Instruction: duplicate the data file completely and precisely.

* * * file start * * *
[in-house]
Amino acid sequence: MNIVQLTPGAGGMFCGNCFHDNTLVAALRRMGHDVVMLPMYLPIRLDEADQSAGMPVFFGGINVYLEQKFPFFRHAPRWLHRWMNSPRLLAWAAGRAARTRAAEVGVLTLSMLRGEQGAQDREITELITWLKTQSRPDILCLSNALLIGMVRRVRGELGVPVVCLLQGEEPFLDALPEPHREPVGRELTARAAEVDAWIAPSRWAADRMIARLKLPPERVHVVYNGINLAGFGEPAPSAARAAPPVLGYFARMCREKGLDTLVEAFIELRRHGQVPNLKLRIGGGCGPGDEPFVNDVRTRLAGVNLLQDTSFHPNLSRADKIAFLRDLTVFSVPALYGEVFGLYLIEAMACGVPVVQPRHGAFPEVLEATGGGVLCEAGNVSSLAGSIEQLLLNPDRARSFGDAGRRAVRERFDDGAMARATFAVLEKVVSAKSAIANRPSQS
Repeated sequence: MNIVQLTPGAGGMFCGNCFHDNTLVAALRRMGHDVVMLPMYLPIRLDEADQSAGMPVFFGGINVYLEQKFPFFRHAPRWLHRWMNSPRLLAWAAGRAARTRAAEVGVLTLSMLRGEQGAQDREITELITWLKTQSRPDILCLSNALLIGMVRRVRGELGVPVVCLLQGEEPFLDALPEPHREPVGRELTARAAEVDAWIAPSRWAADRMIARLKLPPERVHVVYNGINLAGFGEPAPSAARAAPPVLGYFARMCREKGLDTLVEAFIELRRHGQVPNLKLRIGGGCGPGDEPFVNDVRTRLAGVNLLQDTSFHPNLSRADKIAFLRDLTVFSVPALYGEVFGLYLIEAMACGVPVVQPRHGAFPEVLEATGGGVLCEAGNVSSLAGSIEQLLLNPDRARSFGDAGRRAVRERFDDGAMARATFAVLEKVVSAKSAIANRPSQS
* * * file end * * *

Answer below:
[in-house]
Amino acid sequence: MNIVQLTPGAGGMFCGNCFHDNTLVAALRRMGHDVVMLPMYLPIRLDEADQSAGMPVFFGGINVYLEQKFPFFRHAPRWLHRWMNSPRLLAWAAGRAARTRAAEVGVLTLSMLRGEQGAQDREITELITWLKTQSRPDILCLSNALLIGMVRRVRGELGVPVVCLLQGEEPFLDALPEPHREPVGRELTARAAEVDAWIAPSRWAADRMIARLKLPPERVHVVYNGINLAGFGEPAPSAARAAPPVLGYFARMCREKGLDTLVEAFIELRRHGQVPNLKLRIGGGCGPGDEPFVNDVRTRLAGVNLLQDTSFHPNLSRADKIAFLRDLTVFSVPALYGEVFGLYLIEAMACGVPVVQPRHGAFPEVLEATGGGVLCEAGNVSSLAGSIEQLLLNPDRARSFGDAGRRAVRERFDDGAMARATFAVLEKVVSAKSAIANRPSQS
Repeated sequence: MNIVQLTPGAGGMFCGNCFHDNTLVAALRRMGHDVVMLPMYLPIRLDEADQSAGMPVFFGGINVYLEQKFPFFRHAPRWLHRWMNSPRLLAWAAGRAARTRAAEVGVLTLSMLRGEQGAQDREITELITWLKTQSRPDILCLSNALLIGMVRRVRGELGVPVVCLLQGEEPFLDALPEPHREPVGRELTARAAEVDAWIAPSRWAADRMIARLKLPPERVHVVYNGINLAGFGEPAPSAARAAPPVLGYFARMCREKGLDTLVEAFIELRRHGQVPNLKLRIGGGCGPGDEPFVNDVRTRLAGVNLLQDTSFHPNLSRADKIAFLRDLTVFSVPALYGEVFGLYLIEAMACGVPVVQPRHGAFPEVLEATGGGVLCEAGNVSSLAGSIEQLLLNPDRARSFGDAGRRAVRERFDDGAMARATFAVLEKVVSAKSAIANRPSQS